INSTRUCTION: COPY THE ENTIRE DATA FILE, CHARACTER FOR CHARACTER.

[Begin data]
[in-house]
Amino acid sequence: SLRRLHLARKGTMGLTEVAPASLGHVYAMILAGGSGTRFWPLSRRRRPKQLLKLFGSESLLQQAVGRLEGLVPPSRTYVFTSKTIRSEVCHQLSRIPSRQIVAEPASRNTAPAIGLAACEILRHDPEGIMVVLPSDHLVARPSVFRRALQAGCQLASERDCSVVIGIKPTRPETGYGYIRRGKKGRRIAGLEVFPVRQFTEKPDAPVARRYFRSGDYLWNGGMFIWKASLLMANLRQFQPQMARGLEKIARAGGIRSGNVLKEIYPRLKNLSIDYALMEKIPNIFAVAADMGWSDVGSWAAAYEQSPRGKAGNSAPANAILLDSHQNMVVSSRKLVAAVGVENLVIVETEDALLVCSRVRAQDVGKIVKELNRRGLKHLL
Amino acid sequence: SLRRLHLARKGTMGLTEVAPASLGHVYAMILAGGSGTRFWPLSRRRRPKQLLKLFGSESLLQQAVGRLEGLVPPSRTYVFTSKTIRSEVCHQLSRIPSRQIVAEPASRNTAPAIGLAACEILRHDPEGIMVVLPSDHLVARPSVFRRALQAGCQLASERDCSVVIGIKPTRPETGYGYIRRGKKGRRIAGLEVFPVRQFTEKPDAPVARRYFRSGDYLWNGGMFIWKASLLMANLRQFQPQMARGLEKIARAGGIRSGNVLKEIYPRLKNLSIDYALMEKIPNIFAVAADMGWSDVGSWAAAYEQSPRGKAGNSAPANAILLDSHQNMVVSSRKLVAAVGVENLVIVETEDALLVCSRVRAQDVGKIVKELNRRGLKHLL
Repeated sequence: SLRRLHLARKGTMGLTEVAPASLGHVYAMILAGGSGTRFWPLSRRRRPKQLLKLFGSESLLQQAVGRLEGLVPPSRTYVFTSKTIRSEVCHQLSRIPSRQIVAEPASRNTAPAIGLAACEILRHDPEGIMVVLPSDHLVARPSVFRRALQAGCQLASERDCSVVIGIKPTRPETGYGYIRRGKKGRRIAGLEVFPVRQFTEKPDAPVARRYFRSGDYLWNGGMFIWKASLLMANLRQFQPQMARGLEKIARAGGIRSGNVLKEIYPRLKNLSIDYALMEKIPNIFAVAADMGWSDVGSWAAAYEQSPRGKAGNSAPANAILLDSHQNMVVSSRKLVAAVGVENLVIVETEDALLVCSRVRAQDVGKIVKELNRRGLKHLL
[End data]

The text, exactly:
[in-house]
Amino acid sequence: SLRRLHLARKGTMGLTEVAPASLGHVYAMILAGGSGTRFWPLSRRRRPKQLLKLFGSESLLQQAVGRLEGLVPPSRTYVFTSKTIRSEVCHQLSRIPSRQIVAEPASRNTAPAIGLAACEILRHDPEGIMVVLPSDHLVARPSVFRRALQAGCQLASERDCSVVIGIKPTRPETGYGYIRRGKKGRRIAGLEVFPVRQFTEKPDAPVARRYFRSGDYLWNGGMFIWKASLLMANLRQFQPQMARGLEKIARAGGIRSGNVLKEIYPRLKNLSIDYALMEKIPNIFAVAADMGWSDVGSWAAAYEQSPRGKAGNSAPANAILLDSHQNMVVSSRKLVAAVGVENLVIVETEDALLVCSRVRAQDVGKIVKELNRRGLKHLL
Amino acid sequence: SLRRLHLARKGTMGLTEVAPASLGHVYAMILAGGSGTRFWPLSRRRRPKQLLKLFGSESLLQQAVGRLEGLVPPSRTYVFTSKTIRSEVCHQLSRIPSRQIVAEPASRNTAPAIGLAACEILRHDPEGIMVVLPSDHLVARPSVFRRALQAGCQLASERDCSVVIGIKPTRPETGYGYIRRGKKGRRIAGLEVFPVRQFTEKPDAPVARRYFRSGDYLWNGGMFIWKASLLMANLRQFQPQMARGLEKIARAGGIRSGNVLKEIYPRLKNLSIDYALMEKIPNIFAVAADMGWSDVGSWAAAYEQSPRGKAGNSAPANAILLDSHQNMVVSSRKLVAAVGVENLVIVETEDALLVCSRVRAQDVGKIVKELNRRGLKHLL
Repeated sequence: SLRRLHLARKGTMGLTEVAPASLGHVYAMILAGGSGTRFWPLSRRRRPKQLLKLFGSESLLQQAVGRLEGLVPPSRTYVFTSKTIRSEVCHQLSRIPSRQIVAEPASRNTAPAIGLAACEILRHDPEGIMVVLPSDHLVARPSVFRRALQAGCQLASERDCSVVIGIKPTRPETGYGYIRRGKKGRRIAGLEVFPVRQFTEKPDAPVARRYFRSGDYLWNGGMFIWKASLLMANLRQFQPQMARGLEKIARAGGIRSGNVLKEIYPRLKNLSIDYALMEKIPNIFAVAADMGWSDVGSWAAAYEQSPRGKAGNSAPANAILLDSHQNMVVSSRKLVAAVGVENLVIVETEDALLVCSRVRAQDVGKIVKELNRRGLKHLL